Brandstatter: It wasn't as if Jadeveon dominated the game. If you're wondering why Jadeveon got up there that quickly and how he was able to do what he did, it's because somebody up front missed an assignment.
Phil Savage, executive director of the Reese's Senior Bowl: That hit got a ton of hype. But within the NFL scouting circles, all those guys sort of shrugged their shoulders and said, "Well, I mean, he was unblocked." You'd expect a guy who's 6-foot-6, 270 to blast the running back who was smaller in stature. So from an NFL standpoint, people were like, "OK, we see the explosiveness, but he was unblocked and it doesn't really tell us much."
Counter-counterpoint: C'mon, did you see that hit?
Tommy Suggs, longtime South Carolina color analyst and former Gamecocks QB: It's just like a running back. You can stop a great running back four times, and the fifth time, he breaks it for 60 yards. And Clowney was the same way.
Jeffery: If you ask Taylor Lewan, and if he says he blew an assignment, he's lying. He turned out to block Clowney, and Clowney did exactly what he's supposed to do, which was go inside. He went inside and blew past, and Taylor Lewan didn't see it coming. Yes, it was a blocking error, because he was supposed to block him, of course, but Clowney really made that play. What I would say to people is really just stop hating. That is greatness at its best.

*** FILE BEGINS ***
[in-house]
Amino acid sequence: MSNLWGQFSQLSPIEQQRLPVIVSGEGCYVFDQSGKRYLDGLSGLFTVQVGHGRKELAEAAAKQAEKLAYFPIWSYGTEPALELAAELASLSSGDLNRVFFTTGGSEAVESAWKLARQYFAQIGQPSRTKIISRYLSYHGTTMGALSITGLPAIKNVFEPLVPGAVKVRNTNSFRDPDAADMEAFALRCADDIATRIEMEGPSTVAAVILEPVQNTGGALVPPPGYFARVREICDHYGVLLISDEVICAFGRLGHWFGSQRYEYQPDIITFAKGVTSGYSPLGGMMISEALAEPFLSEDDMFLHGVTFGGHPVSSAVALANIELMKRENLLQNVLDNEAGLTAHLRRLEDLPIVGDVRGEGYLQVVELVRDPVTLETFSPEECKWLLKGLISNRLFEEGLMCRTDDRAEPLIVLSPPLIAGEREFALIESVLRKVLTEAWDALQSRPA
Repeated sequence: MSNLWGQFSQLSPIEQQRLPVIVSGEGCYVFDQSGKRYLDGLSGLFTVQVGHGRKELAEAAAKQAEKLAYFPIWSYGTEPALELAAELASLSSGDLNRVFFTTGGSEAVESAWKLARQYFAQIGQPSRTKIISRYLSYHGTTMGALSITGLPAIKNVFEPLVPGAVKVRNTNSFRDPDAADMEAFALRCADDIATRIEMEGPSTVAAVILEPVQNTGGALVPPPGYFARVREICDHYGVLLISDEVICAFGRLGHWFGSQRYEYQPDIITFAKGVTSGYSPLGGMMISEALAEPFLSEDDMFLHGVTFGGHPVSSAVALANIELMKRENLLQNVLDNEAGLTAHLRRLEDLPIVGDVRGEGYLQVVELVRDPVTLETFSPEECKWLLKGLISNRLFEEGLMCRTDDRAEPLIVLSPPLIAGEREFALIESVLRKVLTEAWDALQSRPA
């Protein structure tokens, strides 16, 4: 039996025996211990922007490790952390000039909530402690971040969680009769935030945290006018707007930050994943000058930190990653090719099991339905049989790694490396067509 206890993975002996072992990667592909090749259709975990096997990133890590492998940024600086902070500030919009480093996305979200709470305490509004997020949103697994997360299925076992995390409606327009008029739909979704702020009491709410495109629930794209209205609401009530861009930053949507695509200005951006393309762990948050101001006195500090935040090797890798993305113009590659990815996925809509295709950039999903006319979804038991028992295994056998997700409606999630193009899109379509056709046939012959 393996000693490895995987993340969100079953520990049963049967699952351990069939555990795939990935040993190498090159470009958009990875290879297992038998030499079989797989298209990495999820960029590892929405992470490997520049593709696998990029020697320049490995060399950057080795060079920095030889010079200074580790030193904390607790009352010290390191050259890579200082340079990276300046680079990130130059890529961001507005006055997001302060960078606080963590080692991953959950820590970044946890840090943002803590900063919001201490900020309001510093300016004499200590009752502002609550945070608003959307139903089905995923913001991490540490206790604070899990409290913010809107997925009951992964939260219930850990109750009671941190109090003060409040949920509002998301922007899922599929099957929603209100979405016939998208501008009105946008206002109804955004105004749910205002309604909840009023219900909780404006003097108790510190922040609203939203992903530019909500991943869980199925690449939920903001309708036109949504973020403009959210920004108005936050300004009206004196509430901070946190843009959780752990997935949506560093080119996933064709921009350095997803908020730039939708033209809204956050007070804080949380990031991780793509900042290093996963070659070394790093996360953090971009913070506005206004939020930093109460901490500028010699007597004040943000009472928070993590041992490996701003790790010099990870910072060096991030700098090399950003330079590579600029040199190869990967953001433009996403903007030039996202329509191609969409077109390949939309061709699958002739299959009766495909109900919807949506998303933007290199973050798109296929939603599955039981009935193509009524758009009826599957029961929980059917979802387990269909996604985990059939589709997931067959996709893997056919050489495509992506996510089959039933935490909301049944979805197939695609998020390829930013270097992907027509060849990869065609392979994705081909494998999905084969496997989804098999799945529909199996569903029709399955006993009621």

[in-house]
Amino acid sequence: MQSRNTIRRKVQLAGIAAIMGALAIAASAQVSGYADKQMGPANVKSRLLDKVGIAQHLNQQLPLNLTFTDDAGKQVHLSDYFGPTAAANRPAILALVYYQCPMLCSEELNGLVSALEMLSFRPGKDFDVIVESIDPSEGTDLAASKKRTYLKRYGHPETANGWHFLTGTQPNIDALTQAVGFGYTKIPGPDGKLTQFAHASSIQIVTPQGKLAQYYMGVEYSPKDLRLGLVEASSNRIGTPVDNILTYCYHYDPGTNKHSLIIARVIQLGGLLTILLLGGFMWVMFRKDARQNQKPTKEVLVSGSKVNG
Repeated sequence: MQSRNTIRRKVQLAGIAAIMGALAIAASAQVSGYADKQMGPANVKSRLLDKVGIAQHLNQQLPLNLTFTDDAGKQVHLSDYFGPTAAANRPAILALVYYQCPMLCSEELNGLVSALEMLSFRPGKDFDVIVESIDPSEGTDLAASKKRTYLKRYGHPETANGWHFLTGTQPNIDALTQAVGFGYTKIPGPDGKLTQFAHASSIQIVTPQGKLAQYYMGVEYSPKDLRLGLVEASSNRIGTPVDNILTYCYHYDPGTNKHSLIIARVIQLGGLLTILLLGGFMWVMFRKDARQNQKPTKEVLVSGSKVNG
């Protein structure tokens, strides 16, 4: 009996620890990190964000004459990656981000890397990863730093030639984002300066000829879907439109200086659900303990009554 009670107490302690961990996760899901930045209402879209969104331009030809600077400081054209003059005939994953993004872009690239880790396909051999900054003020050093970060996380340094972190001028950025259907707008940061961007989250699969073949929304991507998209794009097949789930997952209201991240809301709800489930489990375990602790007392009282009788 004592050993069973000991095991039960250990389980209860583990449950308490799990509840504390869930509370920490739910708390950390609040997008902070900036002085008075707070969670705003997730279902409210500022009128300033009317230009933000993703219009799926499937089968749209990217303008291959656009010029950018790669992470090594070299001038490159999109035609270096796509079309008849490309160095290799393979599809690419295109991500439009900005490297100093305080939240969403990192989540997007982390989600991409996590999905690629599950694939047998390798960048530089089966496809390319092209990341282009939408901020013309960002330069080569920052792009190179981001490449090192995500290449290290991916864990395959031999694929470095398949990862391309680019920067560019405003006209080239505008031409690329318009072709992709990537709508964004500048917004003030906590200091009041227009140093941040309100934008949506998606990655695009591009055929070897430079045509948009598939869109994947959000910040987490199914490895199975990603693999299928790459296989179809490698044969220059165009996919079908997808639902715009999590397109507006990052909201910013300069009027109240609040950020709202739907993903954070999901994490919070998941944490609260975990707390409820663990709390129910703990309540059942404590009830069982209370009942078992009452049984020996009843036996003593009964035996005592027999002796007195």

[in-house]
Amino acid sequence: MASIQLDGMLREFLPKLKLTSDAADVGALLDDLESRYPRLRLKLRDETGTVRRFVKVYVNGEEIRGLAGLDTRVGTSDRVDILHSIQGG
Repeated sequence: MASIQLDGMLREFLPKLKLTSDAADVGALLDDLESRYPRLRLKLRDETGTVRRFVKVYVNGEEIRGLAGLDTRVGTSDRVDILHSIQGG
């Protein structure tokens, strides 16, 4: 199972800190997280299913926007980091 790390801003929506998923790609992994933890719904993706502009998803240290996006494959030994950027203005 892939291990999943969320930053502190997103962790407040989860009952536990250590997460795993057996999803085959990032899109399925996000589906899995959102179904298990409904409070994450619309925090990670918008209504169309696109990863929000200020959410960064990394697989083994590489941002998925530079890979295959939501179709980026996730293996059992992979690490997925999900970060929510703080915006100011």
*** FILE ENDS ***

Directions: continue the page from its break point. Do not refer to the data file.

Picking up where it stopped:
Thompson: Sure, the guy missed a block. But at the same time, Clowney did what he did, and I don't think there are very many people who would do that that quickly, that violently.
Shaw: Thank god I've never gotten hit by JD. I can remember his first spring practice when he came to South Carolina -- or maybe it was fall camp -- but they taught the D-ends to tag off from the quarterback. And I go in the showers after practice, and I just had these slap marks all over my ribcage and back. I was like, "JD, man, really? You're going to have to learn just to run by me, bro."